The final three or four candidates undergo personality profile testing. For outside salespeople J & K seeks ego strength, empathy and the ability to learn. For an inside salesperson, the company looks for extremely high levels of accommodation, intelligence, empathy, and the ability to multi-task.
After being hired, the new employee undergoes training, but at J & K, that is an evolutionary process and continues through the individual's career, Grabowski says. Both inside and outside salespeople are trained. Often it involves visiting a manufacturer's factory for on-site training. In addition to professional and in-house training, all of the salespeople are sent to the major trade shows so they can learn about the state of the industry and see what the competition is doing, he says.
J & K will not put an untrained salesperson alone on the street, Grabowski says. "We hired a new outside salesperson in February. He has a six-year background in industrial tool sales and five years experience in commissioned brokerage sales. He will not be placed in a territory to make calls by himself until July 1."
The company's key people are trained as business unit managers rather than employees. "We reject the cult of personality model that many rep firms employ, where the company founder is the best salesman and the most dynamic personality," Grabowski says. "Our agency is an entity, not based on the personality or attributes of any one individual."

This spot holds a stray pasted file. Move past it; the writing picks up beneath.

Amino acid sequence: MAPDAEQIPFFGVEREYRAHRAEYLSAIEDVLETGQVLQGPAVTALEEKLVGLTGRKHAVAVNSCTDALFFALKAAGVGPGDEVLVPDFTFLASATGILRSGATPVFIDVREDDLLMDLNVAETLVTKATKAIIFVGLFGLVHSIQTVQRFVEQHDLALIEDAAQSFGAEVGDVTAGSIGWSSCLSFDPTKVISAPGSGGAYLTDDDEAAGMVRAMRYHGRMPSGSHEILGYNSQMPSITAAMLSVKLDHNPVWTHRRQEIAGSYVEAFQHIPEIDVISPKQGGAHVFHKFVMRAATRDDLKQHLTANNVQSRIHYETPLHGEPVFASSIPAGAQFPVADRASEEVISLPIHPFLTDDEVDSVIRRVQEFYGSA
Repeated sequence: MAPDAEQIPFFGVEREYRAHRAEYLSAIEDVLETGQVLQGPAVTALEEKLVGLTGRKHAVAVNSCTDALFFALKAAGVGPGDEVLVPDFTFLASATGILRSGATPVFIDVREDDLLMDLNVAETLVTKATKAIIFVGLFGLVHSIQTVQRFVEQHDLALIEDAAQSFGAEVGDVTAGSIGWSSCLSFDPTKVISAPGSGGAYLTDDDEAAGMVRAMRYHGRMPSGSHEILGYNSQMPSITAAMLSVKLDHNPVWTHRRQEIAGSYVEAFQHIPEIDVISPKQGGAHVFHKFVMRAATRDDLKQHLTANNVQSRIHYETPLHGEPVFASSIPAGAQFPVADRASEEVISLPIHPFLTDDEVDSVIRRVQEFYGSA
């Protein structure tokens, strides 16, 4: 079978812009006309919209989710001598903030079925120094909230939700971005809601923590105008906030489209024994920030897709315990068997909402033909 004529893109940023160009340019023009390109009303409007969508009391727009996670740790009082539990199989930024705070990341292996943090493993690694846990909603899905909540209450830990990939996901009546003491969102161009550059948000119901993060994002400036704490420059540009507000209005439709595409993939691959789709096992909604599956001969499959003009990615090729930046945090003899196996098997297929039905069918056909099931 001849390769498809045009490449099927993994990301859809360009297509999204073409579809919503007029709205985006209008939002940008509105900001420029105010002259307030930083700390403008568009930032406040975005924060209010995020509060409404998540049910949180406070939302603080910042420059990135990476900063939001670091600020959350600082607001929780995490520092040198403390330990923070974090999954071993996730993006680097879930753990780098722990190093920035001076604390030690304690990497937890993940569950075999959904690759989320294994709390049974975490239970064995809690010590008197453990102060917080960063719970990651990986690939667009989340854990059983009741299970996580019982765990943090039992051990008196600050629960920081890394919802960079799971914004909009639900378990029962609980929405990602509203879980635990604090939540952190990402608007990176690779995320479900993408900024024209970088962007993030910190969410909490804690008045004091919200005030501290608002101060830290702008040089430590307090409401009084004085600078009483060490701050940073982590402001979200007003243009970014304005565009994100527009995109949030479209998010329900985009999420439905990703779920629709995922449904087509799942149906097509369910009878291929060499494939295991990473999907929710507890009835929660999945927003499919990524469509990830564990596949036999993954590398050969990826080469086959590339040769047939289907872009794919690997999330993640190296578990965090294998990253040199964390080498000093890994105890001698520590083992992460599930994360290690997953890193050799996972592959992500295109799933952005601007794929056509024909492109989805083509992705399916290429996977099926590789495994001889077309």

The company manages by exception, he says. "We define our culture, train our people and agree on our procedures and then assume that everything is going swell until someone something proves differently. We, then, focus all our energies to not only fix the problem, but use the event as an opportunity to make our business better."
SIDEBAR: Company OverviewHeadquarters: Manchester, N.H. General office: 5,400 sq. ft.; warehouse: 13,800 sq. ft.; 50-seat customer training facility.
Annual sales: $25.5 million
Top management: Karl Grabowski, president; Mark Sandman, vice president/general manager; Jeff Young, director/technical services;
Carolyn Crummey, operations manager; Gary Cronis, warehouse/purchasing manager.
Territory: Maine, New Hampshire, Vermont, Massachusetts, Rhode Island, Connecticut.
Product categories carried: 30% industrial plastic pipe, valves and fittings; 25% tools for plumbing, mechanical, HVAC and refrigeration contractors; 25% residential/commercial behind-the-wall specialties; 10% thermal insulations/venting; 10% residential/commercial pump systems.
Market segments served: wholesale plumbing, PVF, industrial plastics, waterworks, HVAC, refrigeration, fire protection, turf and irrigation.
Computer system: PC-based combination NT/UNIX network; agency-created Contact Management Software Communication System;
Intranet Information System.
Web site: www.jandksales.com
J & K Sales Associates Lines Represented:
Legend Valve & Fitting
Dearborn Brass Co.
NDS (National Diversified Sales)
General Pipe Cleaners/General Wire Spring
American Saw & Mfg.
Spears Mfg. Co.
Harvel Plastics, Inc.
Jak-Pak Warehouse Distribution Program Lines Offered:
Versapak By Stuff Sorter